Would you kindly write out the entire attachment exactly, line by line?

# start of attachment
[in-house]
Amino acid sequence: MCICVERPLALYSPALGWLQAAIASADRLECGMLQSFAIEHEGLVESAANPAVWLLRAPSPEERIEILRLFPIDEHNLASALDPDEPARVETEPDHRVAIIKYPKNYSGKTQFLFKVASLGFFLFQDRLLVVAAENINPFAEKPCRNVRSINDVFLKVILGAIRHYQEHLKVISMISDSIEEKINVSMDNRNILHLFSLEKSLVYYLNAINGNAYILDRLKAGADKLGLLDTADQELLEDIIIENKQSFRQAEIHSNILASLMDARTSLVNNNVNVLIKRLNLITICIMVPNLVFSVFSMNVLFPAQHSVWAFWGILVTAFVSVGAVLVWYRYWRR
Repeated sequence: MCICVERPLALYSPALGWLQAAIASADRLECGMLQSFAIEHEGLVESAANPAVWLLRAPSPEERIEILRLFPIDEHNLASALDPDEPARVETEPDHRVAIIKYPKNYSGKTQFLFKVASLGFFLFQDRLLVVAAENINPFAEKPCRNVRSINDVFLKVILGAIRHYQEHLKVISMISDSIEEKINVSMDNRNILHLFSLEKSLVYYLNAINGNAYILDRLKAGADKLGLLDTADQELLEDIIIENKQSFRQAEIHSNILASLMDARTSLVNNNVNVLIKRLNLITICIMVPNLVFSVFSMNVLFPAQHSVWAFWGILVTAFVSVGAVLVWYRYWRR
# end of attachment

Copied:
[in-house]
Amino acid sequence: MCICVERPLALYSPALGWLQAAIASADRLECGMLQSFAIEHEGLVESAANPAVWLLRAPSPEERIEILRLFPIDEHNLASALDPDEPARVETEPDHRVAIIKYPKNYSGKTQFLFKVASLGFFLFQDRLLVVAAENINPFAEKPCRNVRSINDVFLKVILGAIRHYQEHLKVISMISDSIEEKINVSMDNRNILHLFSLEKSLVYYLNAINGNAYILDRLKAGADKLGLLDTADQELLEDIIIENKQSFRQAEIHSNILASLMDARTSLVNNNVNVLIKRLNLITICIMVPNLVFSVFSMNVLFPAQHSVWAFWGILVTAFVSVGAVLVWYRYWRR
Repeated sequence: MCICVERPLALYSPALGWLQAAIASADRLECGMLQSFAIEHEGLVESAANPAVWLLRAPSPEERIEILRLFPIDEHNLASALDPDEPARVETEPDHRVAIIKYPKNYSGKTQFLFKVASLGFFLFQDRLLVVAAENINPFAEKPCRNVRSINDVFLKVILGAIRHYQEHLKVISMISDSIEEKINVSMDNRNILHLFSLEKSLVYYLNAINGNAYILDRLKAGADKLGLLDTADQELLEDIIIENKQSFRQAEIHSNILASLMDARTSLVNNNVNVLIKRLNLITICIMVPNLVFSVFSMNVLFPAQHSVWAFWGILVTAFVSVGAVLVWYRYWRR